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From The Vet: What Every Dog Owner Needs To Know About Lyme Disease

Lyme’s disease is found in the canine species. It is caused by the bacteria, Borrelia Burgdorferi. Some scary things have been in the press about Lyme’s disease recently and clients ask me about it frequently. It is important to know the facts, so you are frightened about truly frightening things and confident about others. I have listed some things that help me gauge my level of concern about Lyme’s disease in my own dogs.

According to the CDC, the disease does not occur nationwide and is concentrated in the northeast and upper Midwest. In fact, in humans, 95% of confirmed Lyme’s disease cases were reported from only 14 states. You should definitely be less afraid if you do not live in the Northeast or upper Midwest.


Only a small percent of dogs that are exposed to the causative agent will actually become ill, so even if you do live in the endemic areas, don’t panic. Epidemiological studies do indicate that the endemic region might be expanding, so it is recommended to have all pets on effective and safe tick control products.

Good news for humans is that tests indicate that dogs may be able to serve as a sentinel species for human infection, which means in areas where dogs are frequently found to be exposed on serological testing, the humans are at risk as well. So tracking dog exposure with screening tests may help us predict if the disease is spreading to new areas.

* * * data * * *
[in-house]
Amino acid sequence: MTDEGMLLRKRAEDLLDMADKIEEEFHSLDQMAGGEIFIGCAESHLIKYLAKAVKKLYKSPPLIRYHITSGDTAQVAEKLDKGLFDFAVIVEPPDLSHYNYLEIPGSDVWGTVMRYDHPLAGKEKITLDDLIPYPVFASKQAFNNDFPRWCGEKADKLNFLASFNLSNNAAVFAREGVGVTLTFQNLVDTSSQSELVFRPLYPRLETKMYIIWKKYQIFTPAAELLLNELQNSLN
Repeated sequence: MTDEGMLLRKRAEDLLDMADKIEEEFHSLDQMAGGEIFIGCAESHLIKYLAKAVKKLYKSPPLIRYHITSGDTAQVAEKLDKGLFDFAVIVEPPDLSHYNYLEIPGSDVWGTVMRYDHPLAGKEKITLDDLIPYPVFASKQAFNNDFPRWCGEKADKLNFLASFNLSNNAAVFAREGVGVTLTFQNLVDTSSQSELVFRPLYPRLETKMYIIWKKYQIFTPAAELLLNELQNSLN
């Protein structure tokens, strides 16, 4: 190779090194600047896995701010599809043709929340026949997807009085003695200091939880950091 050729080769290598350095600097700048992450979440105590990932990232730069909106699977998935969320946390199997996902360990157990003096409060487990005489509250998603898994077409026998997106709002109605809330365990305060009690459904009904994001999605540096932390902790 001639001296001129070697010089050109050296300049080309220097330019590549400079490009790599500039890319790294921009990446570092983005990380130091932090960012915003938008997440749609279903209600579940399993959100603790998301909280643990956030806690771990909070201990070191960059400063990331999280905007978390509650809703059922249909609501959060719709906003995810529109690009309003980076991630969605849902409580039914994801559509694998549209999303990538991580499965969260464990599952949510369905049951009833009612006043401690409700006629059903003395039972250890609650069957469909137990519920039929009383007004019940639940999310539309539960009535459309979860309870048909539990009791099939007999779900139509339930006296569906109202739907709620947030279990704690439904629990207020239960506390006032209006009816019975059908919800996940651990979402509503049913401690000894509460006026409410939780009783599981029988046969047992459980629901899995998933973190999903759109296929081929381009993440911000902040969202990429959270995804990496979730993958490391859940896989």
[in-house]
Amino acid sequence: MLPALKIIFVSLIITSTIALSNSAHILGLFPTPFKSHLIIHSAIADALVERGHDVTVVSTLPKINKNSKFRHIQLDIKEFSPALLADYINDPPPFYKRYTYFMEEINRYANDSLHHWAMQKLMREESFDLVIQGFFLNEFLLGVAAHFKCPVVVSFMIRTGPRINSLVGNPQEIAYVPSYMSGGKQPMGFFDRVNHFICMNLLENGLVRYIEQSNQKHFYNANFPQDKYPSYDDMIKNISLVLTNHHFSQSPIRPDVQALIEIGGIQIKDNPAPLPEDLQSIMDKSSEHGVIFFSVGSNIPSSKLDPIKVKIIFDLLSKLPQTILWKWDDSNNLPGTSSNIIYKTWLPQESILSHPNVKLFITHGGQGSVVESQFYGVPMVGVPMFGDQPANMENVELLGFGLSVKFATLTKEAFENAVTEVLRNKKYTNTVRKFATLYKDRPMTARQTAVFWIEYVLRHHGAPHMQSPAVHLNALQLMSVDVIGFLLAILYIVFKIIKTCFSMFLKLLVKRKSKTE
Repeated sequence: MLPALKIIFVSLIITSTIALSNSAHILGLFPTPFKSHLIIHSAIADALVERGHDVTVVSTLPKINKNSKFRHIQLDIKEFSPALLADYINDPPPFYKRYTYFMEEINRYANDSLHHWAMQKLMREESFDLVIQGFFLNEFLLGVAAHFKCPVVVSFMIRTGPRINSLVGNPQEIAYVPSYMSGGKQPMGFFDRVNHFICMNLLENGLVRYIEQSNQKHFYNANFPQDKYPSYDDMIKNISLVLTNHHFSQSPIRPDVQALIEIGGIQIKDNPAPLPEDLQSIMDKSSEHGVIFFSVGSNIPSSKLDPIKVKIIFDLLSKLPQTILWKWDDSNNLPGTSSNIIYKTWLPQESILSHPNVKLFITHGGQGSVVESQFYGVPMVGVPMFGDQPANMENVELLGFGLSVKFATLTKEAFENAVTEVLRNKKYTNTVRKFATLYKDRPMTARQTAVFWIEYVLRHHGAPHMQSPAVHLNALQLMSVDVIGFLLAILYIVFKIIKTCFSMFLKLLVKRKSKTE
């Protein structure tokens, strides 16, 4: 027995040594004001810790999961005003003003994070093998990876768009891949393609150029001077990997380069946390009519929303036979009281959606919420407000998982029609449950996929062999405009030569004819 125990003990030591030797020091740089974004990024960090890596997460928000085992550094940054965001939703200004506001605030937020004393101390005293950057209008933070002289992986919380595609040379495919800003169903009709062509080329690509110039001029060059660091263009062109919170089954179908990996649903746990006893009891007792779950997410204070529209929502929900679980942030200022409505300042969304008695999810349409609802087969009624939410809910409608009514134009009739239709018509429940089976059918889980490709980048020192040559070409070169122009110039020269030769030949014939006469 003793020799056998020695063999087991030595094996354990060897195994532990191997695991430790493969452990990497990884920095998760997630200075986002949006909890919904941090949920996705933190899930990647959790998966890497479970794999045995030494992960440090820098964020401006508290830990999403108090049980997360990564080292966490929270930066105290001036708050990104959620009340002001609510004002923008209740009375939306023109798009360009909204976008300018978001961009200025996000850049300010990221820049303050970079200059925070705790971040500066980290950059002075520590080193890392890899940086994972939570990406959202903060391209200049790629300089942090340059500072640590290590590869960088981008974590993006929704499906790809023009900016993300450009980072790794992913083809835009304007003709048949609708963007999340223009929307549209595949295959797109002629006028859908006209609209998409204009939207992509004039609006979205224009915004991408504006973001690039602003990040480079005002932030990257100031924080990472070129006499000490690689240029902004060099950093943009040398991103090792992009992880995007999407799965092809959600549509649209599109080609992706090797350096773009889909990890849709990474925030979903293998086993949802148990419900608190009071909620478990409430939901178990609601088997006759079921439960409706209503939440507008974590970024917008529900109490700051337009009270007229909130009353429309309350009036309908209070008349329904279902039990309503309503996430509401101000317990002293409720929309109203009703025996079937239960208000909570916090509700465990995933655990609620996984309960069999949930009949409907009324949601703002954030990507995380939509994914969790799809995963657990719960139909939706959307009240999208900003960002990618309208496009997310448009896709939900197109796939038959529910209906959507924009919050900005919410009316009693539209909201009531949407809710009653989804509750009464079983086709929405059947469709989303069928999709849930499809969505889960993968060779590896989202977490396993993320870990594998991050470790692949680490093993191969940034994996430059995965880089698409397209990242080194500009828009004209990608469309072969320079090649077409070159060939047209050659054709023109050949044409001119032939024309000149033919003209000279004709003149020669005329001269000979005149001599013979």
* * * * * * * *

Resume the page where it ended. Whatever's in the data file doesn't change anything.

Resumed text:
A tick must feed for over 12 hours to transmit the disease. This means that dogs at high risk for tick infestation should be examined for the presence of ticks twice daily even if you use tick products. I have been pleased to only find dead and detached ticks on my own dogs for the last two years (Obviously I have them on a tick control program).


The efficacy of current vaccines is controversial. I do not vaccinate my own pets or my patients. I do not live in an endemic zone. Ask your own veterinarian how he or she feels about Lyme’s vaccination for your dogs.

The consequences of Lyme’s Disease when it does become an active infection for a dog or a person can be significant. Dogs are less likely to experience the long term effects that have been documented for humans. Symptoms of Lyme’s Disease in dogs include fever, lameness, stiff joints and kidney effects. Any of these clinical signs should be investigated by a veterinarian regardless of the risk of exposure to Lyme’s Disease. Together you and your vet can discuss the testing that is appropriate for your dog’s indications and while you are there, you can pick up some tick control products!


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Written by Dr. Kathryn Primm
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